Inductive distance sensors work best on electrically conductive metal targets such as steel, aluminium, or metallic alloys. Because their measuring principle is based on the evaluation of inductive eddy currents, they are very resistant to all kinds of nonmetallic environmental contaminants including dust, cutting fluids, and oil. Both current and voltage analog outputs are available. Innovative new technologies have led some manufacturers to build tubular inductive distance sensors as small as 6.5 mm dia. 3 40 mm long that are capable of sensing ranges up to 2 mm. The devices are well suited for applications requiring high resolution and repeat accuracy, and their 0.35 ms response time is fast enough for even the most high-speed measuring applications.
Despite their excellent repeat accuracy, resolution, and speed, the common 3%-4% linearity exhibited by these sensors occasionally presents problems. To combat this, some manufacturers specify the measured value even further by providing polynomial functions, mathematical descriptions of the sensor's characteristic curve that permit programming of common control units with very precise measuring and regular algorithms. A typical polynomial function based on the measuring characteristics of a 12 mm tubular inductive distance sensor is:
distance = a + b (lout) + c (lout)2 + d (lout)3 + e (lout)4
where lout = line out
measuring range = 0-2 mm, 0-20 mA (lout)
The following coefficients are available:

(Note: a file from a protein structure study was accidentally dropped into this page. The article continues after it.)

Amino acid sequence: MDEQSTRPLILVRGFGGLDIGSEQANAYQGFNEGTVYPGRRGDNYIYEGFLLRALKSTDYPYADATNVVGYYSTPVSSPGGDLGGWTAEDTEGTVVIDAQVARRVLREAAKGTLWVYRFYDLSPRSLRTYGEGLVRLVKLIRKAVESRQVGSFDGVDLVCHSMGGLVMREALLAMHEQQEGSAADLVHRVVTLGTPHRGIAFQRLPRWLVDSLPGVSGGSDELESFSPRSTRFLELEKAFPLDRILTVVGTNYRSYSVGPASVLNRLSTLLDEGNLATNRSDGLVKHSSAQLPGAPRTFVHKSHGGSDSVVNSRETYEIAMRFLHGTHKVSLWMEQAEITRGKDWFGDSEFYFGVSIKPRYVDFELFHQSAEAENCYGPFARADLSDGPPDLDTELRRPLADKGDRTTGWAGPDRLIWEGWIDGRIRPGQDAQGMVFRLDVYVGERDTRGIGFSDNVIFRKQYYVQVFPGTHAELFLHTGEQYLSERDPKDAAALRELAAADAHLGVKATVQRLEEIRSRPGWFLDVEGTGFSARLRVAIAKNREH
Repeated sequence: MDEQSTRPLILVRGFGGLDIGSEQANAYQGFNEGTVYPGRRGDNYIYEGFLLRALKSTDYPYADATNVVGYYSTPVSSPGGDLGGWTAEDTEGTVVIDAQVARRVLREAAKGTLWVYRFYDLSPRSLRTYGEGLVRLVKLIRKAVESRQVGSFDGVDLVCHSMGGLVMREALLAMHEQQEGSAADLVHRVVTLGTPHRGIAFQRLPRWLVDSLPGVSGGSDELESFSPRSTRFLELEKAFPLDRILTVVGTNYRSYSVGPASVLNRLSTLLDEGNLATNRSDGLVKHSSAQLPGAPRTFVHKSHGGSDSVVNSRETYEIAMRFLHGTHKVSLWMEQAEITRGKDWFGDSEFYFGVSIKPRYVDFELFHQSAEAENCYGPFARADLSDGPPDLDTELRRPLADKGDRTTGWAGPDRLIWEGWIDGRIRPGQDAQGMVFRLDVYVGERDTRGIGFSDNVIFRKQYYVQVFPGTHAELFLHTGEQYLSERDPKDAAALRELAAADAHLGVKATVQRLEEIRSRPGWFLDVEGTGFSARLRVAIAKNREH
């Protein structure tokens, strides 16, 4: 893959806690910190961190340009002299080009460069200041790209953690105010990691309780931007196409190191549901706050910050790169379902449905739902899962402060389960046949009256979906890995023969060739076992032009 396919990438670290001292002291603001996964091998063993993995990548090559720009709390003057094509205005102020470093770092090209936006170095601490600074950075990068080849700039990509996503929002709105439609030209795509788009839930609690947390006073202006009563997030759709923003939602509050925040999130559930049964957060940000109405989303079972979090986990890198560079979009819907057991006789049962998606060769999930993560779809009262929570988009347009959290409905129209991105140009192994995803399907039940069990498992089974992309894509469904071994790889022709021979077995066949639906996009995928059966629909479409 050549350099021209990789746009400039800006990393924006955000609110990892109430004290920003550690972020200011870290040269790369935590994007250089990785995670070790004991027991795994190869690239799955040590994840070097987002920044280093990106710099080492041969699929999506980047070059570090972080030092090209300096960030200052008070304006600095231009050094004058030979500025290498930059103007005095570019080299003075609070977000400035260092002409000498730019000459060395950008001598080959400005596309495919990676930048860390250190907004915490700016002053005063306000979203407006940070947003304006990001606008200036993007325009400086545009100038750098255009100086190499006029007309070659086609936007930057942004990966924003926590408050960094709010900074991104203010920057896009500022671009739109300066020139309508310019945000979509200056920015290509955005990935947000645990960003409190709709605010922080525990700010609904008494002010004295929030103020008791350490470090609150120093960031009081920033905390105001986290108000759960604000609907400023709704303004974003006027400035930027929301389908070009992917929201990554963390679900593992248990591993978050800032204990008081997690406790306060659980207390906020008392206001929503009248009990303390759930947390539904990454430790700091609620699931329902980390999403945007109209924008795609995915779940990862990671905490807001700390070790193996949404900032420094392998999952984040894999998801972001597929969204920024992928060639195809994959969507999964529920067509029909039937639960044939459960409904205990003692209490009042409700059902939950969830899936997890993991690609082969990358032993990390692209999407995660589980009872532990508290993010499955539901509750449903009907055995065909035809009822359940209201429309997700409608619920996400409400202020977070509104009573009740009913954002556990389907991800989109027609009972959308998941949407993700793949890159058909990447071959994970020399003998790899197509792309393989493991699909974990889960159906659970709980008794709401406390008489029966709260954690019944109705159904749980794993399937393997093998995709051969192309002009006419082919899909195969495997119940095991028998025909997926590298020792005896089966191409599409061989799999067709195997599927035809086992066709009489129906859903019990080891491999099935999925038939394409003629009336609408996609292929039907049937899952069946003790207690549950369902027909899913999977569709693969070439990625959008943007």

a = -0.144334; c = -0.00782; e = -7.27311 × 10-6; b = 0.151453; d = 0.00040
This equals a distance of 0.4638 mm with a measured value of, for example, 5 mA (lout).
Linearity problems can also be solved using sensors with integrated microprocessors. This digital signal-processing method enables a considerable linearization of the characteristic output curve, significantly decreasing linearity error. This becomes especially evident in absolute distance measurement. For example, a linearized sensor type M12 with a 0-4 mm measuring range achieves a maximum linearity error of less than ±0.4%, a tenfold improvement over non-microcontroller versions.
Some sensors offer distance measurement via ultrasonic transmission. Based on the speed of sound through air, ultrasonic sensors measure distance by calculating the time required for the sound to return to the sensor, and offer resolutions up to >0.3 mm.
Applying converters based on the reversible piezoelectric effect makes one-head systems possible where the converter serves both as transmitter and receiver. The transceivers work by transmitting a shortburst ultrasonic packet. An internal clock starts simultaneously, measuring propagation time. When the object reflects the sound packet back to the sensor, the clock stops. The time elapsed between transmitting the packet and receiving the echo back is the basis for calculating distance. Complete control of the process is realized by an integrated microcontroller, which allows for excellent output linearity.